The state should support differential pay for effective teaching in shortage and high-needs areas.
Maryland does not support differential pay by which a teacher can earn additional compensation by teaching certain subjects. However, the state does offer a program of tuition reimbursement for retraining in the areas of mathematics and science if the teacher agrees to teach in the public school system for at least two years following certification. Also, the state has adopted an Alternative Teaching Program, where candidates enrolled in an alternative teacher preparation program can earn a per diem stipend by agreeing to teach mathematics or science or special education in a state public school for at least three years.
Maryland does support differential pay for those teaching in high-needs schools. The state offers an annual $2,000 stipend for teachers holding advanced professional certification who work in schools designated as "challenged, reconstitution-eligible, or reconstituted."
Teachers who are National Board Certified are eligible to receive a $5,000 annual supplement, a match to stipends offered at the local level. However, this differential pay is not tied to high-needs schools or subject-area shortages.
Code of Maryland Regulations (COMAR) 13A.07.07.01 Teach MD Incentives http://www.msde.maryland.gov/MSDE/divisions/certification/certification_branch/teach_md/teach_md_incentives Maryland General Assembly (MGA) Statutes Education 6-120
Expand differential pay initiative for teachers in subject shortage areas.
Although the state's tuition reimbursement program is a desirable recruitment and retention tool for teachers early in the career, Maryland should expand its program to include those already part of the teaching pool. A salary differential is an attractive incentive for every teacher.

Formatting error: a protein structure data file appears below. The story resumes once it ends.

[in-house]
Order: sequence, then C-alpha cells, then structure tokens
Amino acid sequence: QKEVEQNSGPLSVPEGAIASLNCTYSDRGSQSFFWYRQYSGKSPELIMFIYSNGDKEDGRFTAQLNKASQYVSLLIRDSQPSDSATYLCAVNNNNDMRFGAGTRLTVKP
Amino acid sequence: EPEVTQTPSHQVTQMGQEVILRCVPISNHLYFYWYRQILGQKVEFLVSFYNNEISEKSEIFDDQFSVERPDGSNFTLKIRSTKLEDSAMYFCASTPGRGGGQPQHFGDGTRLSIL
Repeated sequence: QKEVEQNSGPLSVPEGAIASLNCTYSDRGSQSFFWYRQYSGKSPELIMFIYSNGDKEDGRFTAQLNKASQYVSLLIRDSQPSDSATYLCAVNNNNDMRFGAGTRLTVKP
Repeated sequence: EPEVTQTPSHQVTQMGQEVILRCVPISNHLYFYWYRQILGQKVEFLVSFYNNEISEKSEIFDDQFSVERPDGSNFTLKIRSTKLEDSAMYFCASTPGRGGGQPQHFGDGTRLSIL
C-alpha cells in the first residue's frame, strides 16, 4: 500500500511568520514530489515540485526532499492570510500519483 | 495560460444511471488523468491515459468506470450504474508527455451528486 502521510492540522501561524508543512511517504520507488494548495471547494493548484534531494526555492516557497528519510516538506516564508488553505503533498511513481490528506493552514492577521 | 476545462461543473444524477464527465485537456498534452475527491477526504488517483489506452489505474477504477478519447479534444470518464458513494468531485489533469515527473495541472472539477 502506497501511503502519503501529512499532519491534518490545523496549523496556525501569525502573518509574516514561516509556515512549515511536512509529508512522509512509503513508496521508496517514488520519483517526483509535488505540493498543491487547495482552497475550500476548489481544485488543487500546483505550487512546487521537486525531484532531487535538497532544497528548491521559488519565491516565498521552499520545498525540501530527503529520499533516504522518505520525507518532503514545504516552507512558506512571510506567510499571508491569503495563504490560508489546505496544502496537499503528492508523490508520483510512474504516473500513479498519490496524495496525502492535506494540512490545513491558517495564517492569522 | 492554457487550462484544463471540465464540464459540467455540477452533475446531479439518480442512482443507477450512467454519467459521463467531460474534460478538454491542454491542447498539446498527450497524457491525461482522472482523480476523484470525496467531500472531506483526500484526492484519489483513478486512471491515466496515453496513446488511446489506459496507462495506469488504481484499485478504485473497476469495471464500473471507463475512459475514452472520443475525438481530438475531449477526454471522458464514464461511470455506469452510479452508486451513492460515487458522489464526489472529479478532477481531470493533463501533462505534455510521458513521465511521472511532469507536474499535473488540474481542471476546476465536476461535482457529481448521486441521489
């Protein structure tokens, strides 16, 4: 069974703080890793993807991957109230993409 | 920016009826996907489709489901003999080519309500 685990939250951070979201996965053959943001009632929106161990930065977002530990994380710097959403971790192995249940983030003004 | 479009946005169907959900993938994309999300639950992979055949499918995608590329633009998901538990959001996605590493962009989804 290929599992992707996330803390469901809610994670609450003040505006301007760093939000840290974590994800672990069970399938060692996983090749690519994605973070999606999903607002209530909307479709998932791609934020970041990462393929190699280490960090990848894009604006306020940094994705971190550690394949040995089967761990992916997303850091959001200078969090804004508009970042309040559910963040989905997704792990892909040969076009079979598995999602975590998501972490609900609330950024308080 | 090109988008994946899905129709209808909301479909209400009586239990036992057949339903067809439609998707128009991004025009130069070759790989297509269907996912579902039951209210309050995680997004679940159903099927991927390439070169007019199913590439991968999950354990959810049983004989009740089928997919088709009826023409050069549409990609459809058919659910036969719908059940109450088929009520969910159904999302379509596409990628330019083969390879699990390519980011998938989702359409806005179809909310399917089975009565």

Consider tying National Board supplements to teaching in high-needs schools.
This differential pay could be an incentive to attract some of the state's most effective teachers to its low-performing schools.
Maryland pointed out that in 1999, the General Assembly enacted the Quality Teacher Incentive Act which contained provisions to provide an impetus to comprehensive, competitive effort to attract and retain quality teachers. Significant changes to the original legislation were enacted in 2009. Stipends (for a dollar-for-dollar match by local school systems) for classroom teachers who earn National Board Teacher Certification (NBTC) will continue; however, the amounts for which teachers will be eligible are now dependent upon the schools in which they teach. Eligibility categorization is based on Maryland's NCLB Differentiated Accountability model. A classroom teacher or other non-administrative school-based employee in a public school identified by the State Board as having comprehensive needs shall receive a stipend from the state in an amount equal to the county grant for national certification, up to a maximum of $2,000. A classroom teacher or other non-administrative school-based employee in a public school not identified by the State Board as having comprehensive needs shall receive a stipend from the state in an amount equal to the county grant for national certification, up to a maximum of $1,000. Thus these stipends are now linked to high-needs schools.
Maryland also supports differential pay for those teaching in schools identified by the State Board as having comprehensive needs (developing or priority). The amount of the stipend in FY 2010 is $1,500 for Advanced Professional Certificate holders.